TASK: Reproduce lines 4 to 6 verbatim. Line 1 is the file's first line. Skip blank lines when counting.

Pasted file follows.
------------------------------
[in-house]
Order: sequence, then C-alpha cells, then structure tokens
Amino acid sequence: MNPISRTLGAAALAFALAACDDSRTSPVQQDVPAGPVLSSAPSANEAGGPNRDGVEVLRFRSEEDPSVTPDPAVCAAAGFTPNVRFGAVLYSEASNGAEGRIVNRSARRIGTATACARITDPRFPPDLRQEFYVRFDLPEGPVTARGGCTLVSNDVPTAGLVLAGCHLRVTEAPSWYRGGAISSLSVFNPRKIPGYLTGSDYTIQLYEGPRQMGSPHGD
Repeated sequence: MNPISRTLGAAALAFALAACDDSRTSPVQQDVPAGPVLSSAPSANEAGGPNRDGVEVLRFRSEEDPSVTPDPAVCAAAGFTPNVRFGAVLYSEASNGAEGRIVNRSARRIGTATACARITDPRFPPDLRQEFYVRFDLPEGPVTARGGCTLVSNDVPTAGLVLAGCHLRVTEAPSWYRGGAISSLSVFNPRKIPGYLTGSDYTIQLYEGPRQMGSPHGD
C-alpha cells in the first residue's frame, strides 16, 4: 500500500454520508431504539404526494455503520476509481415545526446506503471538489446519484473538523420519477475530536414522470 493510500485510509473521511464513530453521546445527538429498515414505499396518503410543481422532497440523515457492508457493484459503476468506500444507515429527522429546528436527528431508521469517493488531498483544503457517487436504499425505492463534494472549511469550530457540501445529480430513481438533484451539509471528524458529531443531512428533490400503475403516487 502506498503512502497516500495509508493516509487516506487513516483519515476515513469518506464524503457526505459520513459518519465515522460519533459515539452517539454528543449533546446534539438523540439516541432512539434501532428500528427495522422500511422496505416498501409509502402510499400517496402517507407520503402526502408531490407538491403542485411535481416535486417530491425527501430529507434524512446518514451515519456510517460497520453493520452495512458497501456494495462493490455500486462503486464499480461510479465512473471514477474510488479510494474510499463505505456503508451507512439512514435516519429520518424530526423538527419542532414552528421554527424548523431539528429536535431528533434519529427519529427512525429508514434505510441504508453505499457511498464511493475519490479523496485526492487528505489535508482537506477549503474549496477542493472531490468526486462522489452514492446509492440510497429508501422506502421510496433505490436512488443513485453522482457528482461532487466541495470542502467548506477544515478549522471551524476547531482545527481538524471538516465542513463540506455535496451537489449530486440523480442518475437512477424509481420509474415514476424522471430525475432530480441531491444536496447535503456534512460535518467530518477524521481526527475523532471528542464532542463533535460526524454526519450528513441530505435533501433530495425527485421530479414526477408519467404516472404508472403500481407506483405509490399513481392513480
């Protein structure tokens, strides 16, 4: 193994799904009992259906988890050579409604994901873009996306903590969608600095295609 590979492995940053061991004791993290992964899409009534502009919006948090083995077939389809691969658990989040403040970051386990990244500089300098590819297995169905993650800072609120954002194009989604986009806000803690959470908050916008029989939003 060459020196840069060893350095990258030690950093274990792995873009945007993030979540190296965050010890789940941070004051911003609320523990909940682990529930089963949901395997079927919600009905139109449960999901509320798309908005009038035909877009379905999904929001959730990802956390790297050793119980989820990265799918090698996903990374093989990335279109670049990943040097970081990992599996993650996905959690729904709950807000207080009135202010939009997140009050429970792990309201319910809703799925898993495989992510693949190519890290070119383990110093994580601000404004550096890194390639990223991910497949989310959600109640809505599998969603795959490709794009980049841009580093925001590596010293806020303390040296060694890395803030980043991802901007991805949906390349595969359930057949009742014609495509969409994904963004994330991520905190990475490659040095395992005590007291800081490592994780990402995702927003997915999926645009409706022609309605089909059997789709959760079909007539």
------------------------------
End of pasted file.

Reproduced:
Repeated sequence: MNPISRTLGAAALAFALAACDDSRTSPVQQDVPAGPVLSSAPSANEAGGPNRDGVEVLRFRSEEDPSVTPDPAVCAAAGFTPNVRFGAVLYSEASNGAEGRIVNRSARRIGTATACARITDPRFPPDLRQEFYVRFDLPEGPVTARGGCTLVSNDVPTAGLVLAGCHLRVTEAPSWYRGGAISSLSVFNPRKIPGYLTGSDYTIQLYEGPRQMGSPHGD
C-alpha cells in the first residue's frame, strides 16, 4: 500500500454520508431504539404526494455503520476509481415545526446506503471538489446519484473538523420519477475530536414522470 493510500485510509473521511464513530453521546445527538429498515414505499396518503410543481422532497440523515457492508457493484459503476468506500444507515429527522429546528436527528431508521469517493488531498483544503457517487436504499425505492463534494472549511469550530457540501445529480430513481438533484451539509471528524458529531443531512428533490400503475403516487 502506498503512502497516500495509508493516509487516506487513516483519515476515513469518506464524503457526505459520513459518519465515522460519533459515539452517539454528543449533546446534539438523540439516541432512539434501532428500528427495522422500511422496505416498501409509502402510499400517496402517507407520503402526502408531490407538491403542485411535481416535486417530491425527501430529507434524512446518514451515519456510517460497520453493520452495512458497501456494495462493490455500486462503486464499480461510479465512473471514477474510488479510494474510499463505505456503508451507512439512514435516519429520518424530526423538527419542532414552528421554527424548523431539528429536535431528533434519529427519529427512525429508514434505510441504508453505499457511498464511493475519490479523496485526492487528505489535508482537506477549503474549496477542493472531490468526486462522489452514492446509492440510497429508501422506502421510496433505490436512488443513485453522482457528482461532487466541495470542502467548506477544515478549522471551524476547531482545527481538524471538516465542513463540506455535496451537489449530486440523480442518475437512477424509481420509474415514476424522471430525475432530480441531491444536496447535503456534512460535518467530518477524521481526527475523532471528542464532542463533535460526524454526519450528513441530505435533501433530495425527485421530479414526477408519467404516472404508472403500481407506483405509490399513481392513480
């Protein structure tokens, strides 16, 4: 193994799904009992259906988890050579409604994901873009996306903590969608600095295609 590979492995940053061991004791993290992964899409009534502009919006948090083995077939389809691969658990989040403040970051386990990244500089300098590819297995169905993650800072609120954002194009989604986009806000803690959470908050916008029989939003 060459020196840069060893350095990258030690950093274990792995873009945007993030979540190296965050010890789940941070004051911003609320523990909940682990529930089963949901395997079927919600009905139109449960999901509320798309908005009038035909877009379905999904929001959730990802956390790297050793119980989820990265799918090698996903990374093989990335279109670049990943040097970081990992599996993650996905959690729904709950807000207080009135202010939009997140009050429970792990309201319910809703799925898993495989992510693949190519890290070119383990110093994580601000404004550096890194390639990223991910497949989310959600109640809505599998969603795959490709794009980049841009580093925001590596010293806020303390040296060694890395803030980043991802901007991805949906390349595969359930057949009742014609495509969409994904963004994330991520905190990475490659040095395992005590007291800081490592994780990402995702927003997915999926645009409706022609309605089909059997789709959760079909007539």